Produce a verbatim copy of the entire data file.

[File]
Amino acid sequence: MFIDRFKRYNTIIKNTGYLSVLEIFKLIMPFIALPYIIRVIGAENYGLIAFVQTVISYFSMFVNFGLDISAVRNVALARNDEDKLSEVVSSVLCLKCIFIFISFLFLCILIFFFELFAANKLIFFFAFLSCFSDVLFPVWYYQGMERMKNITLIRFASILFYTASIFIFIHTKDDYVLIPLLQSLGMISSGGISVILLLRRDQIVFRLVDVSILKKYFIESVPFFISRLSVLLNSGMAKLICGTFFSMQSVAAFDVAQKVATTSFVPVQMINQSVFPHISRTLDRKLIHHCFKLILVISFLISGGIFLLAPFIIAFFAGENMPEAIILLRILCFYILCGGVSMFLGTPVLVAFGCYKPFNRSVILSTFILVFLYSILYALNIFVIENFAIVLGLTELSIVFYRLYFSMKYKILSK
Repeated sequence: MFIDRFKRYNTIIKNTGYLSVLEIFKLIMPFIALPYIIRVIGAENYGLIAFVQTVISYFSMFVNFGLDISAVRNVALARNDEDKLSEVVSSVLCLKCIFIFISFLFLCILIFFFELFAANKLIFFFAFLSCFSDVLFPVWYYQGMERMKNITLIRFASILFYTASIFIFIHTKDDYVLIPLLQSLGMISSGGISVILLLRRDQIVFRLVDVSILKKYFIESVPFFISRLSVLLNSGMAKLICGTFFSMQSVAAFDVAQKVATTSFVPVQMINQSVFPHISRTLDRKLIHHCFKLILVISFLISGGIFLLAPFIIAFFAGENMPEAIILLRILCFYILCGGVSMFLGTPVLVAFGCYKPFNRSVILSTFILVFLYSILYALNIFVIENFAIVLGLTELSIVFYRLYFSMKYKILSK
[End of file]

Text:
Amino acid sequence: MFIDRFKRYNTIIKNTGYLSVLEIFKLIMPFIALPYIIRVIGAENYGLIAFVQTVISYFSMFVNFGLDISAVRNVALARNDEDKLSEVVSSVLCLKCIFIFISFLFLCILIFFFELFAANKLIFFFAFLSCFSDVLFPVWYYQGMERMKNITLIRFASILFYTASIFIFIHTKDDYVLIPLLQSLGMISSGGISVILLLRRDQIVFRLVDVSILKKYFIESVPFFISRLSVLLNSGMAKLICGTFFSMQSVAAFDVAQKVATTSFVPVQMINQSVFPHISRTLDRKLIHHCFKLILVISFLISGGIFLLAPFIIAFFAGENMPEAIILLRILCFYILCGGVSMFLGTPVLVAFGCYKPFNRSVILSTFILVFLYSILYALNIFVIENFAIVLGLTELSIVFYRLYFSMKYKILSK
Repeated sequence: MFIDRFKRYNTIIKNTGYLSVLEIFKLIMPFIALPYIIRVIGAENYGLIAFVQTVISYFSMFVNFGLDISAVRNVALARNDEDKLSEVVSSVLCLKCIFIFISFLFLCILIFFFELFAANKLIFFFAFLSCFSDVLFPVWYYQGMERMKNITLIRFASILFYTASIFIFIHTKDDYVLIPLLQSLGMISSGGISVILLLRRDQIVFRLVDVSILKKYFIESVPFFISRLSVLLNSGMAKLICGTFFSMQSVAAFDVAQKVATTSFVPVQMINQSVFPHISRTLDRKLIHHCFKLILVISFLISGGIFLLAPFIIAFFAGENMPEAIILLRILCFYILCGGVSMFLGTPVLVAFGCYKPFNRSVILSTFILVFLYSILYALNIFVIENFAIVLGLTELSIVFYRLYFSMKYKILSK